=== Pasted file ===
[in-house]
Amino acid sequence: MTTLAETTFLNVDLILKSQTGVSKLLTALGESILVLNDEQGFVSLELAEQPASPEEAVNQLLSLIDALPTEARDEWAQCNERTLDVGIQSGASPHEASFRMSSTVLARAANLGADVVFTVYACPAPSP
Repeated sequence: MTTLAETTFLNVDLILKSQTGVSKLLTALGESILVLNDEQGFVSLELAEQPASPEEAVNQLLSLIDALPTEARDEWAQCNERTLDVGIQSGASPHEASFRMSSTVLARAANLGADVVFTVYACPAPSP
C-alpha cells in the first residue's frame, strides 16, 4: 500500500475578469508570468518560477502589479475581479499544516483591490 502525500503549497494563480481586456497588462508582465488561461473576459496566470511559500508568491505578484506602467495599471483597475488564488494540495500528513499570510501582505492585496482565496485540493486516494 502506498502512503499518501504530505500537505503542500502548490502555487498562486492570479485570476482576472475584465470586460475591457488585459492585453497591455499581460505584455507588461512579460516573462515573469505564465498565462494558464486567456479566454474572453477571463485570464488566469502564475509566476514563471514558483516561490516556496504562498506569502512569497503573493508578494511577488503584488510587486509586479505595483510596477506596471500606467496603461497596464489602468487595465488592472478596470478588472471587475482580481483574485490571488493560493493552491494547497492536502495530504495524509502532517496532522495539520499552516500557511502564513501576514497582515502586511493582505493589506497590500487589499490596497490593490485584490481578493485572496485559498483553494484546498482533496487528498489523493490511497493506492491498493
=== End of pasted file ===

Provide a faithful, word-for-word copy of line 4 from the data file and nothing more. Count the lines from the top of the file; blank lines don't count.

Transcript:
C-alpha cells in the first residue's frame, strides 16, 4: 500500500475578469508570468518560477502589479475581479499544516483591490 502525500503549497494563480481586456497588462508582465488561461473576459496566470511559500508568491505578484506602467495599471483597475488564488494540495500528513499570510501582505492585496482565496485540493486516494 502506498502512503499518501504530505500537505503542500502548490502555487498562486492570479485570476482576472475584465470586460475591457488585459492585453497591455499581460505584455507588461512579460516573462515573469505564465498565462494558464486567456479566454474572453477571463485570464488566469502564475509566476514563471514558483516561490516556496504562498506569502512569497503573493508578494511577488503584488510587486509586479505595483510596477506596471500606467496603461497596464489602468487595465488592472478596470478588472471587475482580481483574485490571488493560493493552491494547497492536502495530504495524509502532517496532522495539520499552516500557511502564513501576514497582515502586511493582505493589506497590500487589499490596497490593490485584490481578493485572496485559498483553494484546498482533496487528498489523493490511497493506492491498493